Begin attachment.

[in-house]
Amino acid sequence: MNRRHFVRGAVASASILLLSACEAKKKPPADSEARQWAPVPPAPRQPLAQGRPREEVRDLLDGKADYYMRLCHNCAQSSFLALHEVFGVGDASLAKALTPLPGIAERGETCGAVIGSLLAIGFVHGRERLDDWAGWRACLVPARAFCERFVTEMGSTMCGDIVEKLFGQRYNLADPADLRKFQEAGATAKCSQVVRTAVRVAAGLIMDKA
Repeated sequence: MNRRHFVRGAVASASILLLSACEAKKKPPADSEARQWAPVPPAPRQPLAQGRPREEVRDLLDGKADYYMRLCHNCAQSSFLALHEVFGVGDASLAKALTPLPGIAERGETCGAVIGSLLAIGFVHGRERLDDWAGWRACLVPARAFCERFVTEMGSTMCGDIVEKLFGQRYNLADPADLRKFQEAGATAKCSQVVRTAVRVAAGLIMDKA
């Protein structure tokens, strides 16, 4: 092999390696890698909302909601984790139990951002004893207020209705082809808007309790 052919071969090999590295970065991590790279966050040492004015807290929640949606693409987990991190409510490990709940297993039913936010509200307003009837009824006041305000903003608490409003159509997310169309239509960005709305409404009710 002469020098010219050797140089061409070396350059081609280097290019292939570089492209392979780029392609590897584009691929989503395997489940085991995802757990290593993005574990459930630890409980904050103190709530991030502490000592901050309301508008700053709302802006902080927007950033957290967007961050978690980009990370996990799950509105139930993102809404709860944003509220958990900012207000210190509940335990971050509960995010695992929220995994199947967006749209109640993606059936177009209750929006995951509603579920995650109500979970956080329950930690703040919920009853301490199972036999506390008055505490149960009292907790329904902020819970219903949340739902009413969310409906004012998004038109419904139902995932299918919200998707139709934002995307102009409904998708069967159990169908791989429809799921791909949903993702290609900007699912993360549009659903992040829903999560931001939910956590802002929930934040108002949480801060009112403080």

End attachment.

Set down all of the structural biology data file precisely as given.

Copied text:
[in-house]
Amino acid sequence: MNRRHFVRGAVASASILLLSACEAKKKPPADSEARQWAPVPPAPRQPLAQGRPREEVRDLLDGKADYYMRLCHNCAQSSFLALHEVFGVGDASLAKALTPLPGIAERGETCGAVIGSLLAIGFVHGRERLDDWAGWRACLVPARAFCERFVTEMGSTMCGDIVEKLFGQRYNLADPADLRKFQEAGATAKCSQVVRTAVRVAAGLIMDKA
Repeated sequence: MNRRHFVRGAVASASILLLSACEAKKKPPADSEARQWAPVPPAPRQPLAQGRPREEVRDLLDGKADYYMRLCHNCAQSSFLALHEVFGVGDASLAKALTPLPGIAERGETCGAVIGSLLAIGFVHGRERLDDWAGWRACLVPARAFCERFVTEMGSTMCGDIVEKLFGQRYNLADPADLRKFQEAGATAKCSQVVRTAVRVAAGLIMDKA
């Protein structure tokens, strides 16, 4: 092999390696890698909302909601984790139990951002004893207020209705082809808007309790 052919071969090999590295970065991590790279966050040492004015807290929640949606693409987990991190409510490990709940297993039913936010509200307003009837009824006041305000903003608490409003159509997310169309239509960005709305409404009710 002469020098010219050797140089061409070396350059081609280097290019292939570089492209392979780029392609590897584009691929989503395997489940085991995802757990290593993005574990459930630890409980904050103190709530991030502490000592901050309301508008700053709302802006902080927007950033957290967007961050978690980009990370996990799950509105139930993102809404709860944003509220958990900012207000210190509940335990971050509960995010695992929220995994199947967006749209109640993606059936177009209750929006995951509603579920995650109500979970956080329950930690703040919920009853301490199972036999506390008055505490149960009292907790329904902020819970219903949340739902009413969310409906004012998004038109419904139902995932299918919200998707139709934002995307102009409904998708069967159990169908791989429809799921791909949903993702290609900007699912993360549009659903992040829903999560931001939910956590802002929930934040108002949480801060009112403080």